What follows is the Eulogy Delivered at Donald Woodhead's funeral by a close friend and colleague

Donald and I first met over 50 years ago when we were both seeking posts on demob leave. We chatted at length, exchanged good wishes and parted as if forever. Don was appointed to the Gateway School in Leicester, considered then to be the best of its small kind in the country. After six years there he was appointed Head of Ardwick Central school in Manchester, which the city, under the influence of Norman Fisher, was converting into a Technical High School.

Don's task was formidable. He was the first to break the Manchester tradition where Central School Headships went to existing heads, and was obviously not at all popular for doing so. He had to recast the syllabuses to their new character and build up its reputation as a selective and specialised institution. He moved with care and consideration, persuading rather than coercing his staff and his parents and pupils. But within a few years he had built up a sixth form, organised and joined in foreign travel, and with an amazing touch of cheek took the school's Speech Day to the Free Trade Hall. 

When, a few months after Don, I was appointed to Ducie Avenue with a similar assignment, I was surprised and delighted to meet Don again after a seven-years break. He generously gave me the benefit of his experience as he did with other newcomers. By the mid-sixties there were 7 such schools in the city, all pioneering the new path and recognising Don as their leader.

By this time, though, the city was changing its pattern of secondary education, setting up comprehensive schools to replace the existing grammar, technical and modern schools. Ardwick was to be joined by two modern schools to become Nicholls-Ardwick. All staff, including Heads, had to apply for new appointments - for their own or other schools. Don, I am sure, had strong claims for a change, but he chose - despite the disappearance of Ardwick Technical School - to seek no other, so he stayed.

Don now, unkowingly, was destined to make a contribution to Manchester that was differerent but perhaps just as significant as his first. The reorganisation reduced the number of Headships from over forty to 24, and the majority of these 24 were in unfamiliar territory. To help the new body, a regular meeting of the new heads was set up - becoming an official organisation. Who would preside over such a motley group? I had no doubt that the Head selected should possess several qualities. He or she should be experienced, not be moving to a strange set-up in an unknown area, should be devoted to his/her own school, be able to speak for the group to officers, committees, inspectors, and above all, have the confidence and trust of his colleagues. I had no hesitation as to who this should be. After a minimum of canvassing, I proposed Don, he was elected unanimously.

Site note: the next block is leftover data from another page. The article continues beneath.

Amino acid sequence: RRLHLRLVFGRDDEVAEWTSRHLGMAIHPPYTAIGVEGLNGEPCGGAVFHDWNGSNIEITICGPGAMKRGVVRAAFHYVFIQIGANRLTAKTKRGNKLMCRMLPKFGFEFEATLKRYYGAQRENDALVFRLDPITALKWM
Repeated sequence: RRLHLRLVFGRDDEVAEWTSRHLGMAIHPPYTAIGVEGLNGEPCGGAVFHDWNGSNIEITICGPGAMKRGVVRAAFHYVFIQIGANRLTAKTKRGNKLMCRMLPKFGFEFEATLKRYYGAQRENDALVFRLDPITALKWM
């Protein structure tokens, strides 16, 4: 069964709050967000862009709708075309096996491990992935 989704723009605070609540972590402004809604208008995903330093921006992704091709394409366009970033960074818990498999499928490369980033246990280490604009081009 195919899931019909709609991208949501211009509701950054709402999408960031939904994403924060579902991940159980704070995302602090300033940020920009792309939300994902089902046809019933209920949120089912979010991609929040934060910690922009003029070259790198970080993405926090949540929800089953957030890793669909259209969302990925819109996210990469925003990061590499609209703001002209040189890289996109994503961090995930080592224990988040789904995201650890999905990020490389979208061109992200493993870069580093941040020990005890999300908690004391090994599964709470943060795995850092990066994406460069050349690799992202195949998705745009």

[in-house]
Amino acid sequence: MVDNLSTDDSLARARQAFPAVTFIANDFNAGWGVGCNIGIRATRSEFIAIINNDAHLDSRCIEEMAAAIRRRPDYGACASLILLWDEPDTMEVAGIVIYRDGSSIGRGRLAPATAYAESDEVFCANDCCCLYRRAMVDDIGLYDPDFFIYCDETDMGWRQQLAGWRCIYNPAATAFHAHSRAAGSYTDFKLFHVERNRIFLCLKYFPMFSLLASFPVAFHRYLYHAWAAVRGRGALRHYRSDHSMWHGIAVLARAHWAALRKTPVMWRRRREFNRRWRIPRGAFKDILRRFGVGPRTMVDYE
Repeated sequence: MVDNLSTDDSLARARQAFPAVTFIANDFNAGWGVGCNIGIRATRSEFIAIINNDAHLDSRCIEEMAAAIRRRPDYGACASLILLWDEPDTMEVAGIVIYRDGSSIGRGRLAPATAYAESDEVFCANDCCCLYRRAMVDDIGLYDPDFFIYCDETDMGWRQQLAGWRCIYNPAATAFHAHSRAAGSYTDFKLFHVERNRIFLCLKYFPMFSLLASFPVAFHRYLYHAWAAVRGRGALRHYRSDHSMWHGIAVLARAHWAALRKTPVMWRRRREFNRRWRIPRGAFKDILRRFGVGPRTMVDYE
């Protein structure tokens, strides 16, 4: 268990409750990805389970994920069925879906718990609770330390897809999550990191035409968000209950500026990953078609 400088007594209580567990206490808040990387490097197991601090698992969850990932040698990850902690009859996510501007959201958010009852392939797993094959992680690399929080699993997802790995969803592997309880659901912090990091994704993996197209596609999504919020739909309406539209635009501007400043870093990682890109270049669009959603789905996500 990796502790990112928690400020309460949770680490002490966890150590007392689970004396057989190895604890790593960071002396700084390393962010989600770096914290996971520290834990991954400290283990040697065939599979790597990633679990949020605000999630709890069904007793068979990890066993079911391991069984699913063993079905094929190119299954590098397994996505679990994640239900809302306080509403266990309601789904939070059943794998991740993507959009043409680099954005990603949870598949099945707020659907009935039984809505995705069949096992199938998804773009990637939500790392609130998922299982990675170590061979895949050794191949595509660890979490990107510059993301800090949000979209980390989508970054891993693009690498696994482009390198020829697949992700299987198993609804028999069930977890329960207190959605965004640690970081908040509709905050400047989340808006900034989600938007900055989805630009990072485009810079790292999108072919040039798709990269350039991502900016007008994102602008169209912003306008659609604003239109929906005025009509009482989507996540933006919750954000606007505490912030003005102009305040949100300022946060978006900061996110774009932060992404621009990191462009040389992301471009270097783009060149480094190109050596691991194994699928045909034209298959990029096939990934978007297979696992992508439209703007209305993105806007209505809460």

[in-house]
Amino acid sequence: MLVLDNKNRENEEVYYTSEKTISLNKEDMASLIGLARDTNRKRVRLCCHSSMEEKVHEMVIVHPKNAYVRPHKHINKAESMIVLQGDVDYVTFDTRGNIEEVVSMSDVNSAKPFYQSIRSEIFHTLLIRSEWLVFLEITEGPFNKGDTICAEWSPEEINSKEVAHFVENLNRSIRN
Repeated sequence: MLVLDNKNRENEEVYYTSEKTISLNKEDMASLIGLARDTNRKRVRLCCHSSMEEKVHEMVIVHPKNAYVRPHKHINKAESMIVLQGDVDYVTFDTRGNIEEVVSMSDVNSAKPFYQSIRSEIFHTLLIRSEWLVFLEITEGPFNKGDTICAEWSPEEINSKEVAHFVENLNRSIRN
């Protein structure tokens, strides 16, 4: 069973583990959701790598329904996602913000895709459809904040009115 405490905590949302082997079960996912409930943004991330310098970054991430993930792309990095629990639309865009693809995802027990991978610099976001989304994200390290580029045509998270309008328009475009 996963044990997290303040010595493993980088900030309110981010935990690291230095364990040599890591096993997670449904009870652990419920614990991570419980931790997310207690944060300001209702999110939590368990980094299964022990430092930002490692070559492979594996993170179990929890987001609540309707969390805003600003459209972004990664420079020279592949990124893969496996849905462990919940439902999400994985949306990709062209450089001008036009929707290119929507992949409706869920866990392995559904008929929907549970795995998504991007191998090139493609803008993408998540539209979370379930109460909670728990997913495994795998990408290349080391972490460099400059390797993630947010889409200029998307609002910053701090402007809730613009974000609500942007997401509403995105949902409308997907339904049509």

It was a position of enormous importance. The smooth transition owed a terrific debt to Don's diplomacy at all levels both inside and outside meetings. His colleagues felt free to discuss their problems and difficulties with him in confidence and no one recognised his value more than the new Chief Education Officer, Dudley Fiske, who repeatedly used Don as a sounding-board. And few knew of Don's contribution; the demands it made on him and how he held the office for almost ten years, until shortly before his retirement. Don really deserved a decoration for this contribution alone.

In the whole of his 25 years as Head, Don's personal qualities were always in evidence, particularly I would mention his confidentiality - nothing went farther than his room - his welcoming cheerful manner, his almost annoying self-effacement. his complete loyalty. His dedication to the immediate task could not be bettered - whether he was dealing with a recalcitrant pupil, or a member of staff in difficulty, or a fellow colleague seeking advice. He excelled as the chairman at the Heads' Dinners, preparing in infinite detail his introduction to the main guest of the evening

He never forgot Ardwick and showed his gratitude to his quarter of a century attachment to it by devoting himself immediately after retirement to researching the history of its schools and producing an impressive and scholarly record.

Yet he and Marjorie were nevertheless able to find time for social life full of interest and variety. My wife Eileen and myself had no more enjoyable times than when we walked the Cumbrian Fells or the Anglesey Cliffs with them and recalling most of all the almost continuous laughter they generated.

We shall miss Don, as will hundreds of others; but as we extend our sympathy to Marjorie and her family, we assure her that he will forever be remembered with appreciation and affection.